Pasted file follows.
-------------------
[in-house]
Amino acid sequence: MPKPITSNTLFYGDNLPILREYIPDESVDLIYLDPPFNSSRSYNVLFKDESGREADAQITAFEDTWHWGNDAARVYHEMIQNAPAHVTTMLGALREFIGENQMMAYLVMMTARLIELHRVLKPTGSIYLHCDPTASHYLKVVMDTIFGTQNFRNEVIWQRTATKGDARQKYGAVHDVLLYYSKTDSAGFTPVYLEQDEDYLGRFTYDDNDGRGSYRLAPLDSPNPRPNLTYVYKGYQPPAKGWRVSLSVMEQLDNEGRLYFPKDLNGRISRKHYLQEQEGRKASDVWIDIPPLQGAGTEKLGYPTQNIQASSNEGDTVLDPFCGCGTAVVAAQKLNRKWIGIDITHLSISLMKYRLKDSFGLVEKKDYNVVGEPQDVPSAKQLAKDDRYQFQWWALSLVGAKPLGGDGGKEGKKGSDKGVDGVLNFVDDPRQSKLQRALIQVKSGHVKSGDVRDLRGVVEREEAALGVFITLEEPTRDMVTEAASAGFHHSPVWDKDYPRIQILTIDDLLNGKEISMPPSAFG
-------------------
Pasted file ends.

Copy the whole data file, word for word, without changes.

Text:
[in-house]
Amino acid sequence: MPKPITSNTLFYGDNLPILREYIPDESVDLIYLDPPFNSSRSYNVLFKDESGREADAQITAFEDTWHWGNDAARVYHEMIQNAPAHVTTMLGALREFIGENQMMAYLVMMTARLIELHRVLKPTGSIYLHCDPTASHYLKVVMDTIFGTQNFRNEVIWQRTATKGDARQKYGAVHDVLLYYSKTDSAGFTPVYLEQDEDYLGRFTYDDNDGRGSYRLAPLDSPNPRPNLTYVYKGYQPPAKGWRVSLSVMEQLDNEGRLYFPKDLNGRISRKHYLQEQEGRKASDVWIDIPPLQGAGTEKLGYPTQNIQASSNEGDTVLDPFCGCGTAVVAAQKLNRKWIGIDITHLSISLMKYRLKDSFGLVEKKDYNVVGEPQDVPSAKQLAKDDRYQFQWWALSLVGAKPLGGDGGKEGKKGSDKGVDGVLNFVDDPRQSKLQRALIQVKSGHVKSGDVRDLRGVVEREEAALGVFITLEEPTRDMVTEAASAGFHHSPVWDKDYPRIQILTIDDLLNGKEISMPPSAFG